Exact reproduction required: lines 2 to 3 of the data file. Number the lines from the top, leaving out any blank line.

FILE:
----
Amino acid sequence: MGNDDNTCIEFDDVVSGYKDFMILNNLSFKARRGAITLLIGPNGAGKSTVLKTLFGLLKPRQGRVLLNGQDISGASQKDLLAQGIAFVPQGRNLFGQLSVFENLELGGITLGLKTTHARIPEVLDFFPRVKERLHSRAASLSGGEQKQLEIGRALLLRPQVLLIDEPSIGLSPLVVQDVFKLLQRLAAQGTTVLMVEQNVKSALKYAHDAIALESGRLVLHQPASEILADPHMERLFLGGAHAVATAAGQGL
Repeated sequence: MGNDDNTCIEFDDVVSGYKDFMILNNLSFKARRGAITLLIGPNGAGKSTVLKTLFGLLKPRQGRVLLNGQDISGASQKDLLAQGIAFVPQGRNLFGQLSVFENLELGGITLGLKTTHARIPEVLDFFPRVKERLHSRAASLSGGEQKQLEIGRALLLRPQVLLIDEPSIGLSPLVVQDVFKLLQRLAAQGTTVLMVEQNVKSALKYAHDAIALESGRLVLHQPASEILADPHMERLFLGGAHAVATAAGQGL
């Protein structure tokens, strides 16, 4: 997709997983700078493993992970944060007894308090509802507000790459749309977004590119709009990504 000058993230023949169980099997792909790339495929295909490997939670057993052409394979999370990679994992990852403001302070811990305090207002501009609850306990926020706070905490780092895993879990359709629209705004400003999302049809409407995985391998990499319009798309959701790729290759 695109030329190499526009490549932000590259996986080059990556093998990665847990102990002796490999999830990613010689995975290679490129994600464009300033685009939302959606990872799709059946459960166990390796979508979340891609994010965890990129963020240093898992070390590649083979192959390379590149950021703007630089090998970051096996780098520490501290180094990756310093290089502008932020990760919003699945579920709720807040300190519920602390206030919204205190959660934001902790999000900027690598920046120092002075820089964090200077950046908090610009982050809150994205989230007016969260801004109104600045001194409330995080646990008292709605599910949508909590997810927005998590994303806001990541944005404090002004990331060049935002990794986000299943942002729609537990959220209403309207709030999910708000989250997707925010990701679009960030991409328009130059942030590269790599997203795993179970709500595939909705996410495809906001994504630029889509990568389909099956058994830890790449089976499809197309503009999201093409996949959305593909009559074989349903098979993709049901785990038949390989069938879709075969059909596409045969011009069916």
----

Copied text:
Repeated sequence: MGNDDNTCIEFDDVVSGYKDFMILNNLSFKARRGAITLLIGPNGAGKSTVLKTLFGLLKPRQGRVLLNGQDISGASQKDLLAQGIAFVPQGRNLFGQLSVFENLELGGITLGLKTTHARIPEVLDFFPRVKERLHSRAASLSGGEQKQLEIGRALLLRPQVLLIDEPSIGLSPLVVQDVFKLLQRLAAQGTTVLMVEQNVKSALKYAHDAIALESGRLVLHQPASEILADPHMERLFLGGAHAVATAAGQGL
């Protein structure tokens, strides 16, 4: 997709997983700078493993992970944060007894308090509802507000790459749309977004590119709009990504 000058993230023949169980099997792909790339495929295909490997939670057993052409394979999370990679994992990852403001302070811990305090207002501009609850306990926020706070905490780092895993879990359709629209705004400003999302049809409407995985391998990499319009798309959701790729290759 695109030329190499526009490549932000590259996986080059990556093998990665847990102990002796490999999830990613010689995975290679490129994600464009300033685009939302959606990872799709059946459960166990390796979508979340891609994010965890990129963020240093898992070390590649083979192959390379590149950021703007630089090998970051096996780098520490501290180094990756310093290089502008932020990760919003699945579920709720807040300190519920602390206030919204205190959660934001902790999000900027690598920046120092002075820089964090200077950046908090610009982050809150994205989230007016969260801004109104600045001194409330995080646990008292709605599910949508909590997810927005998590994303806001990541944005404090002004990331060049935002990794986000299943942002729609537990959220209403309207709030999910708000989250997707925010990701679009960030991409328009130059942030590269790599997203795993179970709500595939909705996410495809906001994504630029889509990568389909099956058994830890790449089976499809197309503009999201093409996949959305593909009559074989349903098979993709049901785990038949390989069938879709075969059909596409045969011009069916």